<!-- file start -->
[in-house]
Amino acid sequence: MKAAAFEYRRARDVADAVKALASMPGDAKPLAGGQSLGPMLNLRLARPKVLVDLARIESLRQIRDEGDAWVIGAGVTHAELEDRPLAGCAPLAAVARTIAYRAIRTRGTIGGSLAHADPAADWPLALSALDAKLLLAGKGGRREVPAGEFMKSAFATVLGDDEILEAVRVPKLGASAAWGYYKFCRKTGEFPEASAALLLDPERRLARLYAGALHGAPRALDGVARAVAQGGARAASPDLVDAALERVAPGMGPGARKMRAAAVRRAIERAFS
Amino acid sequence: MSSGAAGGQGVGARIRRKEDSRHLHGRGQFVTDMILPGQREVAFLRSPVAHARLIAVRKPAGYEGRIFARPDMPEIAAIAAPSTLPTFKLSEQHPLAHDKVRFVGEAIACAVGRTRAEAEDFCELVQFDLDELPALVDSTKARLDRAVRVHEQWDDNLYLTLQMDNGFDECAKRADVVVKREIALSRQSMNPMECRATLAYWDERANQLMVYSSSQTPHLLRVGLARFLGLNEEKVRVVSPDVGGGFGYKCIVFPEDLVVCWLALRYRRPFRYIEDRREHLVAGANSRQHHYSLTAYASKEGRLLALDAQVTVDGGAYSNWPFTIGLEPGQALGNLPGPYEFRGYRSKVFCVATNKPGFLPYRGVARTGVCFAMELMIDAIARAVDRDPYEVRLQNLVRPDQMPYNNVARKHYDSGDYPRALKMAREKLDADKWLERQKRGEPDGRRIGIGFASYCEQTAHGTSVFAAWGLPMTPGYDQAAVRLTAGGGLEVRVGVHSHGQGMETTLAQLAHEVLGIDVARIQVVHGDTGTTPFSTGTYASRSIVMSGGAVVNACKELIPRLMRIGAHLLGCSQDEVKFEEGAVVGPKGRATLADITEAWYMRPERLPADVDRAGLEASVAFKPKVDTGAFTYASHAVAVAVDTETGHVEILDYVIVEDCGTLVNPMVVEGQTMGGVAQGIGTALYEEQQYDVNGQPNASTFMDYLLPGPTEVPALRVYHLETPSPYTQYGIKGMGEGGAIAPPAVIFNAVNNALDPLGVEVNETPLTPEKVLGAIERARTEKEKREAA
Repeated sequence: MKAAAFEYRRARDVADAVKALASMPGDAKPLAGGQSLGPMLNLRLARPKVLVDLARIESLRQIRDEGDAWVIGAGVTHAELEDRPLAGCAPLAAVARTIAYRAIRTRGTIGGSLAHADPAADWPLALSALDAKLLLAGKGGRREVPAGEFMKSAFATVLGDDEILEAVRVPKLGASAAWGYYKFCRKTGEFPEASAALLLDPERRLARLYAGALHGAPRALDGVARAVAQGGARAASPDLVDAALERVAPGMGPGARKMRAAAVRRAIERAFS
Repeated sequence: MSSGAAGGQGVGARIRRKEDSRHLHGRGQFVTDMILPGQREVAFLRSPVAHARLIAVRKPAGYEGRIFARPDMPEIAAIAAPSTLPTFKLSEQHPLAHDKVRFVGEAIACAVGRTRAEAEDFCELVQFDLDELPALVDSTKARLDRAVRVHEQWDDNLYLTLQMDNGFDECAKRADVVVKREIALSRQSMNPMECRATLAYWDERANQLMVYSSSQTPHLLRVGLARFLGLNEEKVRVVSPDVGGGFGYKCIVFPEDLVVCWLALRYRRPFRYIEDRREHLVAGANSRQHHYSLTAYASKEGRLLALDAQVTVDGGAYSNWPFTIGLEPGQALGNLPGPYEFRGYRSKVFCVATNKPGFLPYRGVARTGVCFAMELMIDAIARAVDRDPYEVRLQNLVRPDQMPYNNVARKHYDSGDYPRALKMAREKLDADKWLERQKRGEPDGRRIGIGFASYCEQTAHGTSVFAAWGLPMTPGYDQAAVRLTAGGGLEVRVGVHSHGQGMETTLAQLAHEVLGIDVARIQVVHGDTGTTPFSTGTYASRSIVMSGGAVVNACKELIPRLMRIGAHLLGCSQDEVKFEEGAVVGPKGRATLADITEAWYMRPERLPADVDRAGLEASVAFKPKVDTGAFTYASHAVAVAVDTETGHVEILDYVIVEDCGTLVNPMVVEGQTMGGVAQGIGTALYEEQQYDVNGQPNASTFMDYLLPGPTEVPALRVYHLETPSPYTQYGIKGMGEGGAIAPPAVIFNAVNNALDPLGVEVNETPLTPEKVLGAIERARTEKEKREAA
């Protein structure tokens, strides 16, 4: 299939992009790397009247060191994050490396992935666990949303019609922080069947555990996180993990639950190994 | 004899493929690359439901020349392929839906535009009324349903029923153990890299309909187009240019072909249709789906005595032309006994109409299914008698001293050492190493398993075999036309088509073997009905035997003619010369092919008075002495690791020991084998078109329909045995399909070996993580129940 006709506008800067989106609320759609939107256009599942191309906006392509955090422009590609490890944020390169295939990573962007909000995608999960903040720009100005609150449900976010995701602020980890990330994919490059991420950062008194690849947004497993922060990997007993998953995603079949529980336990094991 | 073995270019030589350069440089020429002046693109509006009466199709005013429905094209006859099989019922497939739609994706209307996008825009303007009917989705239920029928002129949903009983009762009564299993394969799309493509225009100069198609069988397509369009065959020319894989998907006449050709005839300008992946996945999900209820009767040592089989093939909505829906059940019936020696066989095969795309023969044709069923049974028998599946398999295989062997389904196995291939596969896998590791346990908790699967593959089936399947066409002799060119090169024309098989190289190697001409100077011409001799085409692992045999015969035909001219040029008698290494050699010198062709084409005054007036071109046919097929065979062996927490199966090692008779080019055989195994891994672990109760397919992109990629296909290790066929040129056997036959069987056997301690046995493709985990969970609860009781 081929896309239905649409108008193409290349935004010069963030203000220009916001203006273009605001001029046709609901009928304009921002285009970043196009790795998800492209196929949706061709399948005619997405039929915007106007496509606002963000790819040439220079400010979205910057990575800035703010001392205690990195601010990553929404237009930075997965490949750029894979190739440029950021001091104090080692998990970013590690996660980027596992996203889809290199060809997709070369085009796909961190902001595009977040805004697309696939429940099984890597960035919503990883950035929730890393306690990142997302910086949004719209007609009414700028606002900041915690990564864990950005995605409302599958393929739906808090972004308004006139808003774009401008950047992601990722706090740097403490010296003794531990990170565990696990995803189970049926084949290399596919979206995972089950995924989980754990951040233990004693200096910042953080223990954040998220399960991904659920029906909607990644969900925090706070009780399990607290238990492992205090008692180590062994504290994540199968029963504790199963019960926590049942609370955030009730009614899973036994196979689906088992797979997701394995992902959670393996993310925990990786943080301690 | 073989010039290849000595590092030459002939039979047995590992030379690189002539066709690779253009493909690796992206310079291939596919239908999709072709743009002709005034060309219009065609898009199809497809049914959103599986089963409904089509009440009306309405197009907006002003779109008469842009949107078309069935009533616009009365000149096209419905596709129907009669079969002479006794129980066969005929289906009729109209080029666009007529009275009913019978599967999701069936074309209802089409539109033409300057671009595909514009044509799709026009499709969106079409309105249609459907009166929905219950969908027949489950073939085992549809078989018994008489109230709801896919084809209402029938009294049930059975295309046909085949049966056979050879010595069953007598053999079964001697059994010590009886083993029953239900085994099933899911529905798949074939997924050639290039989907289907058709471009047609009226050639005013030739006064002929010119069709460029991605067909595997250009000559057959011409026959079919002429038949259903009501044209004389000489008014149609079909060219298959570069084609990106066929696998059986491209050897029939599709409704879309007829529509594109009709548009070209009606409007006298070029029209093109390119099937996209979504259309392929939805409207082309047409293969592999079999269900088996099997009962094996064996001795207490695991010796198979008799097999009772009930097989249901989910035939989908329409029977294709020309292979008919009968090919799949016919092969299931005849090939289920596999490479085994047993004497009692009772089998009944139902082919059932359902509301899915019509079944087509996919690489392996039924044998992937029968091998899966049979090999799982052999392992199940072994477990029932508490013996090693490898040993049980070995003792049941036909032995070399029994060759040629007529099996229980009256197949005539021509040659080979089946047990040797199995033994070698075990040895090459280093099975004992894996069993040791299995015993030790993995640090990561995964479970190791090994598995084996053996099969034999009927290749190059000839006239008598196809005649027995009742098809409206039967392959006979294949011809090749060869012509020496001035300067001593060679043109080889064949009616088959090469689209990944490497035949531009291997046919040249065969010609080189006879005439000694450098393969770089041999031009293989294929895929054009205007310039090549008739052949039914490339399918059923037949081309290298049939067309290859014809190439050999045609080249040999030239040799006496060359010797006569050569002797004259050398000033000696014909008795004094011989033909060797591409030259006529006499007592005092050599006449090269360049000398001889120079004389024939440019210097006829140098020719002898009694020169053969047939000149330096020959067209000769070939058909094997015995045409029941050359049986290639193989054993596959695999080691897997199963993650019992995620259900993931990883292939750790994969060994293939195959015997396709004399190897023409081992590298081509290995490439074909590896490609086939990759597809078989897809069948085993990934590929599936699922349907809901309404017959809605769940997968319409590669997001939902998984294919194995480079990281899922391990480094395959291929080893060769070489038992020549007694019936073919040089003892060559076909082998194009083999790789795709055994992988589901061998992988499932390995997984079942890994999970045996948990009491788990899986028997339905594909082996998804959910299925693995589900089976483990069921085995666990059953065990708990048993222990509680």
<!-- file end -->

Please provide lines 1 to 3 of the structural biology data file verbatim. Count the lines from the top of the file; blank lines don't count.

[in-house]
Amino acid sequence: MKAAAFEYRRARDVADAVKALASMPGDAKPLAGGQSLGPMLNLRLARPKVLVDLARIESLRQIRDEGDAWVIGAGVTHAELEDRPLAGCAPLAAVARTIAYRAIRTRGTIGGSLAHADPAADWPLALSALDAKLLLAGKGGRREVPAGEFMKSAFATVLGDDEILEAVRVPKLGASAAWGYYKFCRKTGEFPEASAALLLDPERRLARLYAGALHGAPRALDGVARAVAQGGARAASPDLVDAALERVAPGMGPGARKMRAAAVRRAIERAFS
Amino acid sequence: MSSGAAGGQGVGARIRRKEDSRHLHGRGQFVTDMILPGQREVAFLRSPVAHARLIAVRKPAGYEGRIFARPDMPEIAAIAAPSTLPTFKLSEQHPLAHDKVRFVGEAIACAVGRTRAEAEDFCELVQFDLDELPALVDSTKARLDRAVRVHEQWDDNLYLTLQMDNGFDECAKRADVVVKREIALSRQSMNPMECRATLAYWDERANQLMVYSSSQTPHLLRVGLARFLGLNEEKVRVVSPDVGGGFGYKCIVFPEDLVVCWLALRYRRPFRYIEDRREHLVAGANSRQHHYSLTAYASKEGRLLALDAQVTVDGGAYSNWPFTIGLEPGQALGNLPGPYEFRGYRSKVFCVATNKPGFLPYRGVARTGVCFAMELMIDAIARAVDRDPYEVRLQNLVRPDQMPYNNVARKHYDSGDYPRALKMAREKLDADKWLERQKRGEPDGRRIGIGFASYCEQTAHGTSVFAAWGLPMTPGYDQAAVRLTAGGGLEVRVGVHSHGQGMETTLAQLAHEVLGIDVARIQVVHGDTGTTPFSTGTYASRSIVMSGGAVVNACKELIPRLMRIGAHLLGCSQDEVKFEEGAVVGPKGRATLADITEAWYMRPERLPADVDRAGLEASVAFKPKVDTGAFTYASHAVAVAVDTETGHVEILDYVIVEDCGTLVNPMVVEGQTMGGVAQGIGTALYEEQQYDVNGQPNASTFMDYLLPGPTEVPALRVYHLETPSPYTQYGIKGMGEGGAIAPPAVIFNAVNNALDPLGVEVNETPLTPEKVLGAIERARTEKEKREAA